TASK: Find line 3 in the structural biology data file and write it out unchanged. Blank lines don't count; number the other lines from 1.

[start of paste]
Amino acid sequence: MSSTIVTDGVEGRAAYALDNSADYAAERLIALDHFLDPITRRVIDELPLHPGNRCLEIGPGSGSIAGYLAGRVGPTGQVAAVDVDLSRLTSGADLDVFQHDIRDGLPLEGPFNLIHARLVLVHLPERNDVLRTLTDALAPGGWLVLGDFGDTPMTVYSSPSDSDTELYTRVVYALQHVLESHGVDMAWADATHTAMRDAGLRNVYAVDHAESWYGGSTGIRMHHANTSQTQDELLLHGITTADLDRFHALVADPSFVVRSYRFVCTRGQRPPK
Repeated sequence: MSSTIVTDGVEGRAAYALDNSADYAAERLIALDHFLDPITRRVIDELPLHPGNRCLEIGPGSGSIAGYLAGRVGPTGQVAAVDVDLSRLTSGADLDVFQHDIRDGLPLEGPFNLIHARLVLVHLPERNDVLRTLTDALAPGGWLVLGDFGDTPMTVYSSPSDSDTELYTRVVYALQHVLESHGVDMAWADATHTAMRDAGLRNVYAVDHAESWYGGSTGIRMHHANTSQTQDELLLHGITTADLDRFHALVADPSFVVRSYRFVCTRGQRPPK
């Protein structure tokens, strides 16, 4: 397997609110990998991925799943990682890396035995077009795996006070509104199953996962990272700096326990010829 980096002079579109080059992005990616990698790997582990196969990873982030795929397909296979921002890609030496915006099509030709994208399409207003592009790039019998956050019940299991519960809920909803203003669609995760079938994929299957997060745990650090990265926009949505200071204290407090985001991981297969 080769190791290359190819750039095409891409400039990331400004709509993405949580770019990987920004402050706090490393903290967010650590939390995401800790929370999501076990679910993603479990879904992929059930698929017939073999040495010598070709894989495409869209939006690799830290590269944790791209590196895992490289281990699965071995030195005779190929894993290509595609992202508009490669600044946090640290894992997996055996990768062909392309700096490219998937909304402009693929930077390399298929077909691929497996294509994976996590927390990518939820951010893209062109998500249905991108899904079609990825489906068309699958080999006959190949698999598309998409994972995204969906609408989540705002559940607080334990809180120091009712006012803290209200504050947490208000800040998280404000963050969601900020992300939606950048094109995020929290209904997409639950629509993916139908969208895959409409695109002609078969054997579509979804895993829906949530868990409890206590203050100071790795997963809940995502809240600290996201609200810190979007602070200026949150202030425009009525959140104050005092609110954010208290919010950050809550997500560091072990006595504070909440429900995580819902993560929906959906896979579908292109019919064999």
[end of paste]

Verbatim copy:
């Protein structure tokens, strides 16, 4: 397997609110990998991925799943990682890396035995077009795996006070509104199953996962990272700096326990010829 980096002079579109080059992005990616990698790997582990196969990873982030795929397909296979921002890609030496915006099509030709994208399409207003592009790039019998956050019940299991519960809920909803203003669609995760079938994929299957997060745990650090990265926009949505200071204290407090985001991981297969 080769190791290359190819750039095409891409400039990331400004709509993405949580770019990987920004402050706090490393903290967010650590939390995401800790929370999501076990679910993603479990879904992929059930698929017939073999040495010598070709894989495409869209939006690799830290590269944790791209590196895992490289281990699965071995030195005779190929894993290509595609992202508009490669600044946090640290894992997996055996990768062909392309700096490219998937909304402009693929930077390399298929077909691929497996294509994976996590927390990518939820951010893209062109998500249905991108899904079609990825489906068309699958080999006959190949698999598309998409994972995204969906609408989540705002559940607080334990809180120091009712006012803290209200504050947490208000800040998280404000963050969601900020992300939606950048094109995020929290209904997409639950629509993916139908969208895959409409695109002609078969054997579509979804895993829906949530868990409890206590203050100071790795997963809940995502809240600290996201609200810190979007602070200026949150202030425009009525959140104050005092609110954010208290919010950050809550997500560091072990006595504070909440429900995580819902993560929906959906896979579908292109019919064999």